John Ridley Stroop introduced the concept of the Stroop effect in 1935 in his thesis presentation. The effect presents several theories on how the word color influences the ability to say the term regardless of its complexity (Basu, 2022). Furthermore, Stroop revealed that people found it challenging to name the properties or the object, but they could easily read or say a word without intense thinking. Stroop found the findings interesting such that he created a Stroop effect experiment that consisted of words with different colorings to examine this effect more effectively.
The Stroop effect experiment follows a specific procedure. First, the participants are required to look at the screen, and once a word pops out, they are not expected to say the word but to recognize and name the color of the word (Basu, 2022). The experiment looks even more challenging since some terms are presented in different colors from what the words may imply. The independent variable of this research is the varying types of word coloring, while the dependent variable is the accuracy and speed of words being pronounced. Therefore, the null hypothesis for the study will be that there is a correlation between varying types of word coloring and the accuracy and speed of the words being spoken. On the contrary, the alternative hypothesis is that there is no correlation between varying word coloring and the speed and accuracy of words being read.
Previous studies have utilized the Stroop effect experiment as a form of stage model. These models are used to explain the cognitive processing of information by the brain. Furthermore, research has found that if the meaning of a word differs from its color in this experiment, it leads to a prolonged response time or a significant number of errors if the participant identifies the color quickly (Petukhov & Polevaya, 2017). The trend is closely related to automaticity, a cognitive process where an individual can speak without thinking about what they say or do. This can cause lead to a significant number of errors. An example in a real-life situation is when a chef may put back some ingredients on the fridge after preparing a meal. However, instead of putting back the ingredients in the refrigerator, they might also end up putting the meal. Therefore, the Stroop-effect can be associated with the cognitive processing of information by the brain.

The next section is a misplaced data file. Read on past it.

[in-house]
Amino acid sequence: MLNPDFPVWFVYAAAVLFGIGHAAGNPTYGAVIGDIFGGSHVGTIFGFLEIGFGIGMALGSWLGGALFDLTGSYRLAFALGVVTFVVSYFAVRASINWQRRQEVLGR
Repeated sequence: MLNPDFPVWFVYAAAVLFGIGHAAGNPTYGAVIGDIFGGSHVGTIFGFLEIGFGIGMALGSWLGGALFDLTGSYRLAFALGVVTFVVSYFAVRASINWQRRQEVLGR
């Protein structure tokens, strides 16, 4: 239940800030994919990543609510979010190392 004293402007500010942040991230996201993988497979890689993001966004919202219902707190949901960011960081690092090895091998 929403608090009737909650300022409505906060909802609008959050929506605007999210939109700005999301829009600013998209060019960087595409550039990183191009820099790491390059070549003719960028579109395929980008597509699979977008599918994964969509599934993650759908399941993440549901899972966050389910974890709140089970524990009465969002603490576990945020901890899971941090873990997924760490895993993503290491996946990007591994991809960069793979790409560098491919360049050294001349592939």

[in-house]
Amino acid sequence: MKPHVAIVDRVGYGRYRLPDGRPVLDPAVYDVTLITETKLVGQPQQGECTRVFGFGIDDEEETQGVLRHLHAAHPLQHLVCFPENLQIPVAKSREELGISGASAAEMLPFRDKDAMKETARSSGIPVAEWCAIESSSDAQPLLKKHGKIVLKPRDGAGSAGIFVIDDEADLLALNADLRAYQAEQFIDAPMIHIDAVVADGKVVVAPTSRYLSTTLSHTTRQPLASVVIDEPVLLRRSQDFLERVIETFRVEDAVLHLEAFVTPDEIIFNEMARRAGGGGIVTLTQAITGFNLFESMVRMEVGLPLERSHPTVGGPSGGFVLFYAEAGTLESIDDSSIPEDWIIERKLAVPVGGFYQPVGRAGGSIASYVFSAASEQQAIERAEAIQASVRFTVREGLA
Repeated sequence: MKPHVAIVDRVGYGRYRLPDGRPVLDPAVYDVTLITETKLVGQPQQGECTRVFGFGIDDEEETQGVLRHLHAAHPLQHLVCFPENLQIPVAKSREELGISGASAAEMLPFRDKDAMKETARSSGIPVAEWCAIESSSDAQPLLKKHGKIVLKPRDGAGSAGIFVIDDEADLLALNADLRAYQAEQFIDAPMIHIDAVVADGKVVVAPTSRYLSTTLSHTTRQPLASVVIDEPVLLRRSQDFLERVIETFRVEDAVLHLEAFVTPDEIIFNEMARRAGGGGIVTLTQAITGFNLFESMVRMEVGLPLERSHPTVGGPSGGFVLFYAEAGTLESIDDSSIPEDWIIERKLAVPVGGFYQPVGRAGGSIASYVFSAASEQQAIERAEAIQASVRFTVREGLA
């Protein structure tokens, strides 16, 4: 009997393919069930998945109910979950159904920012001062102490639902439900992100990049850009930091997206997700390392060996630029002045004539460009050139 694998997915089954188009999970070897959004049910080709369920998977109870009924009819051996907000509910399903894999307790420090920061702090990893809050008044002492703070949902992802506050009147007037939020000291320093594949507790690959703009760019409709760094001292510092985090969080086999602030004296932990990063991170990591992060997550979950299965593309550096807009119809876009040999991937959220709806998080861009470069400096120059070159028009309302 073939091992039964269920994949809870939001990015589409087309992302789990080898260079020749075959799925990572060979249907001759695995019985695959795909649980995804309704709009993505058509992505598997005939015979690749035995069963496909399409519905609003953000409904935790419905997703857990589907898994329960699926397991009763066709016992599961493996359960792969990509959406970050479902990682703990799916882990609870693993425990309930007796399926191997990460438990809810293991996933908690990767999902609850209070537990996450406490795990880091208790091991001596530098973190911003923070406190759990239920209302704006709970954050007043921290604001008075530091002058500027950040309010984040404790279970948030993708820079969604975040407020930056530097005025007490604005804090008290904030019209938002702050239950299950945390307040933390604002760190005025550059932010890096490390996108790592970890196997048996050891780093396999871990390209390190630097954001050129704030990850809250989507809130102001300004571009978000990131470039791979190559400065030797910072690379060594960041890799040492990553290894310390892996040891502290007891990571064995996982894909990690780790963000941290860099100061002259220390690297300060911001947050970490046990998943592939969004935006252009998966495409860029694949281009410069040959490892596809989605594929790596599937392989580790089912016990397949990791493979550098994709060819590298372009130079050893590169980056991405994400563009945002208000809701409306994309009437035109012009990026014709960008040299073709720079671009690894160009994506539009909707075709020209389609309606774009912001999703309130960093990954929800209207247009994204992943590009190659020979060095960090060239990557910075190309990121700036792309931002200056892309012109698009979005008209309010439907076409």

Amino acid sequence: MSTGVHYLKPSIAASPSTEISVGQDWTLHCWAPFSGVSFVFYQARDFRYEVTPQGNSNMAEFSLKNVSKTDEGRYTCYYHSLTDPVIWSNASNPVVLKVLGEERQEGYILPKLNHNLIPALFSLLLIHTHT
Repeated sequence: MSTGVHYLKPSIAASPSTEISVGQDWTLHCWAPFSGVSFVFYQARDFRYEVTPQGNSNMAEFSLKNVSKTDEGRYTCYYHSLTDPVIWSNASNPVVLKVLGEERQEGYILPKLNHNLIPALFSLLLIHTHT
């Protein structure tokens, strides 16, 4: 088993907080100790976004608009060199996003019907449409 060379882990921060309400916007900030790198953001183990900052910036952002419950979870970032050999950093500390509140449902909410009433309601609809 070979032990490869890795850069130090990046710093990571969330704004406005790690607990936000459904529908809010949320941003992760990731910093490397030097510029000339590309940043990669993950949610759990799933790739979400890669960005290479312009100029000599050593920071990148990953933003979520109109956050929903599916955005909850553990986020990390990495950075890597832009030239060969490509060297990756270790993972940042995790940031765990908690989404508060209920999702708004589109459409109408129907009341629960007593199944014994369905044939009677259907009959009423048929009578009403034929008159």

The methodology will be utilized in the experiment to test the hypothesis. First, all the participants must be present in the computer room and make a pair. There will be 30 participants who will form 15 teams using a single computer. One of the participants in the pair will press the space bar after hearing a response from the partner, while the other will state the color of the word that popped on the screen. The study’s primary objective was for the participants to pronounce the color of the words popping on the screen as fast as possible. Every participant will go through 60 conditions where they will be expected to identify the phrase color as quickly as possible and with the list of errors. An automatic timer will record the precise response time (Goenarjo et al., 2021). moreover, the tester will click the color pronounced on the screen to determine whether the first pronounced word color is correct. After one of the pair members is done, the participants are expected to switch roles.
The obtained result will be analyzed using the reaction time graph. A graph will be drawn to establish how different word colors affected the reaction time. Next, the accuracy graph will be plotted to determine how the word color influenced accuracy.